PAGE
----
Now, backing up to that one thing I said about events unfolding around N.W.A:
While this film was obviously here to produced to showcase the lives and times of N.W.A, this film also attempted to portray their story within the bigger scope of historic events (whether it succeeded in doing so is something I will address in the “Eh” section).
Two big events that it covered and/or alluded to in this regard is The War on Drugs and the Rodney King Uprising.
Both events are irrevocably tied to the history of racial injustice in this country and the devaluation, the exploitation, and straight up abuse (re: police brutality) of Black and Brown bodies and lives. Thusly, it came as no shock when Gray not only used these events to draw uncanny parallels to the Black Lives Matter movement of today but also used these same events as a vehicle to deliver some of the most iconic and bombastic cinematography I have seen thus far.
From the film’s opening sequence to the setting up 1980’s Compton in authentic fashion, Gray wanted his potential audience to be holding onto their seats from start to finish.
1. The War On Drugs
While this theme/event wasn’t as threaded through the entire film as much as the Rodney King Uprising, Gray used the opening sequence as a way to communicate the extent of this horrific period in history and some of the sh*t that happened as a result.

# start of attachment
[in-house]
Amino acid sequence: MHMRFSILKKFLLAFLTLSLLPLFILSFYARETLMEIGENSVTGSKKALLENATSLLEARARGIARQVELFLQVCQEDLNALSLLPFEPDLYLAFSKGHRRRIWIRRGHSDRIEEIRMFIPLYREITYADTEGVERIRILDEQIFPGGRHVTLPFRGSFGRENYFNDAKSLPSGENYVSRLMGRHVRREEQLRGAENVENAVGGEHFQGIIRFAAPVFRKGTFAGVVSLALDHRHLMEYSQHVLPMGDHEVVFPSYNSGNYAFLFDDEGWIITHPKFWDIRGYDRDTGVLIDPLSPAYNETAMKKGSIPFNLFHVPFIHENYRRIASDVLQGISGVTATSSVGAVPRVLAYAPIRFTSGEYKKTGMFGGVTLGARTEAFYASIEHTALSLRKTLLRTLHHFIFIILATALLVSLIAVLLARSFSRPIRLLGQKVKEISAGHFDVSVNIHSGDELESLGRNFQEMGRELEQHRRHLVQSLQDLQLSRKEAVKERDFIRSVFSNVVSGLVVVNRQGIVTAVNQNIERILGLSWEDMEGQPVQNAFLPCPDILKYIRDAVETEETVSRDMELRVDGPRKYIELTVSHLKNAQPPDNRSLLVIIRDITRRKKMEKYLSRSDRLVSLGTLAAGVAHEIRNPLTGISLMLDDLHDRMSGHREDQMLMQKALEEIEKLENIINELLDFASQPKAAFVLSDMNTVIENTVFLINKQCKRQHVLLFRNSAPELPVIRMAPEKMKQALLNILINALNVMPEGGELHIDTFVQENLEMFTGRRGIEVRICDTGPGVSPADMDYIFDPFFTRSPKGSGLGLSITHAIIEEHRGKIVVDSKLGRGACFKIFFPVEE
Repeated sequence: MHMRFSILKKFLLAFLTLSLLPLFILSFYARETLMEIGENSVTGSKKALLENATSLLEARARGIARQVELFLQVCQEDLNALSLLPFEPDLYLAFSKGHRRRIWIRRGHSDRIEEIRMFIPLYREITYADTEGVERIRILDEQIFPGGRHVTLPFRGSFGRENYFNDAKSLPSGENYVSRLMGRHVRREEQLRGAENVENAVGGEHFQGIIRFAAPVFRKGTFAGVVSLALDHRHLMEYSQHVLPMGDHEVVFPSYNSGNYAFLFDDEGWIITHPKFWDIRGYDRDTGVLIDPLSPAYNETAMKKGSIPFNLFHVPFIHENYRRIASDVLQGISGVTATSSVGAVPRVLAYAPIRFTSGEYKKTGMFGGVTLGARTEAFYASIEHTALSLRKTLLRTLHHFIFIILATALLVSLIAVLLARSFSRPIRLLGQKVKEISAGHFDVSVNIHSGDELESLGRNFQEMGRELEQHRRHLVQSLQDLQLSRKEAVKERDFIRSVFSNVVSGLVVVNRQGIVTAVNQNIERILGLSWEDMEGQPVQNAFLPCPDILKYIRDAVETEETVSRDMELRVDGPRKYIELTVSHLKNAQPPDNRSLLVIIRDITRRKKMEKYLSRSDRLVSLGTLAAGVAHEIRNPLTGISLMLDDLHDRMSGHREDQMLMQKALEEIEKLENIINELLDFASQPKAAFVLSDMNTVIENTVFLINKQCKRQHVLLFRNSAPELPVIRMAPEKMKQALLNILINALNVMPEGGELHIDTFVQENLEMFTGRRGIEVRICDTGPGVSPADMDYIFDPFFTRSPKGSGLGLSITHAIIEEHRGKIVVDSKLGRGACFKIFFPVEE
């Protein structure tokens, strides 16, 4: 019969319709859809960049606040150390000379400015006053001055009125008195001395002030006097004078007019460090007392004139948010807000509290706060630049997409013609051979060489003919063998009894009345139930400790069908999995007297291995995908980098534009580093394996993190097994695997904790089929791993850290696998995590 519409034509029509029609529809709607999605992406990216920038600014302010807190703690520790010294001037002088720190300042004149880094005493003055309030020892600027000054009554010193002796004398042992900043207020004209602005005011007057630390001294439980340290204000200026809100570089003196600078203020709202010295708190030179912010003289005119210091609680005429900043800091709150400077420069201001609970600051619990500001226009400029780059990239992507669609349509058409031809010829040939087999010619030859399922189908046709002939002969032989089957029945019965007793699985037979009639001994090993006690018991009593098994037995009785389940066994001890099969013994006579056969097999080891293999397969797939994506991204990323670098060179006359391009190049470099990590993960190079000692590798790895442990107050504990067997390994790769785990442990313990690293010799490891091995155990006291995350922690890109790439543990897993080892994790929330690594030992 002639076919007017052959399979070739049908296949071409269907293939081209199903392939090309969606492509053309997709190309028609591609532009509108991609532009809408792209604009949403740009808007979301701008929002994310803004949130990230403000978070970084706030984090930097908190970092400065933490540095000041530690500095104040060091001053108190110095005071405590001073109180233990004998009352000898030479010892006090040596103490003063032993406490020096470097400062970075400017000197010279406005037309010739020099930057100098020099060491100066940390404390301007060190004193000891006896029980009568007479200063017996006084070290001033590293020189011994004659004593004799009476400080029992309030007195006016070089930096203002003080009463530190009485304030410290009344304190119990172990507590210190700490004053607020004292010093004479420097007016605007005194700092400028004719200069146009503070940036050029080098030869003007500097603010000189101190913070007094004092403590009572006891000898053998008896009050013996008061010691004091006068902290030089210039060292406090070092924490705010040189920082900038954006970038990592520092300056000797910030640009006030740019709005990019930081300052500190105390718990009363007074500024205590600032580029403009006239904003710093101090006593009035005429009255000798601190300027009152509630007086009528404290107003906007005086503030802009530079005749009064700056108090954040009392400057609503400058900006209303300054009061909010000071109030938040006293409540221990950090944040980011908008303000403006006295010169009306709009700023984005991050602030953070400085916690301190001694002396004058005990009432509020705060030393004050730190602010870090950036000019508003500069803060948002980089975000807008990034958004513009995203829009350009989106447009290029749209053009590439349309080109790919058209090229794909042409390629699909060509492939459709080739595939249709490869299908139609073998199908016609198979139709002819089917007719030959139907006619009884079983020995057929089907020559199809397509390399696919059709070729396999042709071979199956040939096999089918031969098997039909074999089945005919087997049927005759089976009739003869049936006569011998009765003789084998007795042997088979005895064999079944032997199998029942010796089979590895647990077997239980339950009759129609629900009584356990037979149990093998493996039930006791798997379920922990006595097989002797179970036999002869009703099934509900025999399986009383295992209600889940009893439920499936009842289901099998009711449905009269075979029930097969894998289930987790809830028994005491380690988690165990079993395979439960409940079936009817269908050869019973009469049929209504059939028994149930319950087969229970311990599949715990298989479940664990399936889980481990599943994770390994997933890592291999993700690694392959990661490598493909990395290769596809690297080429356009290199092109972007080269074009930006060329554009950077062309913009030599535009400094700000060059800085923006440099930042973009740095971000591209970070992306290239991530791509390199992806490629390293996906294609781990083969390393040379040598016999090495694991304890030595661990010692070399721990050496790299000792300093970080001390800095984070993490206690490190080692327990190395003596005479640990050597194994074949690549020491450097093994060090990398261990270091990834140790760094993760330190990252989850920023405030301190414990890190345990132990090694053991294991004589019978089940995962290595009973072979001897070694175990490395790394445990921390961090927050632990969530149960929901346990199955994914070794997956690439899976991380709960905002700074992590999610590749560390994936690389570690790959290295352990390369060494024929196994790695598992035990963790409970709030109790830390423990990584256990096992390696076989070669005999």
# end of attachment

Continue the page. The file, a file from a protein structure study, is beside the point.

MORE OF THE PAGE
Lovers of the Zoo, when I tell you that it was one of the best opening sequences I’ve seen in awhile—which is saying a lot since I watch hella movies and have grown somewhat bored with them lately.
In the opening sequence, we follow Eazy-E and his earlier days on the streets of Compton, hustling and slinging dope to get by. As the movie begins, he arrives at a house to pick up his latest batch of cash. The lighting is incredibly low and shadows are cast, giving this particular situation the sinister feeling that it invokes.
Pretty soon, Eazy-E gets into an argument with his boss over the lack of money he is receiving this week and while it becomes pretty clear that Eazy-E should probably not be asking all these questions, with his bosses roadies being posted up with guns and what not, he keeps pressing and this is the earliest indication that Eazy-E is a force to be reckoned with.
However, no sooner that this argument commences, they are alerted by a lookout signal that the cops have arrived
And all hell proceeds to break loose.
While the cronies rush to hide the money and flush the drugs, Eazy-E flees the scene with a speed that I can only dream of possessing. Police dogs burst onto the scene and chase every-damn-body in every direction. Tanks (re: police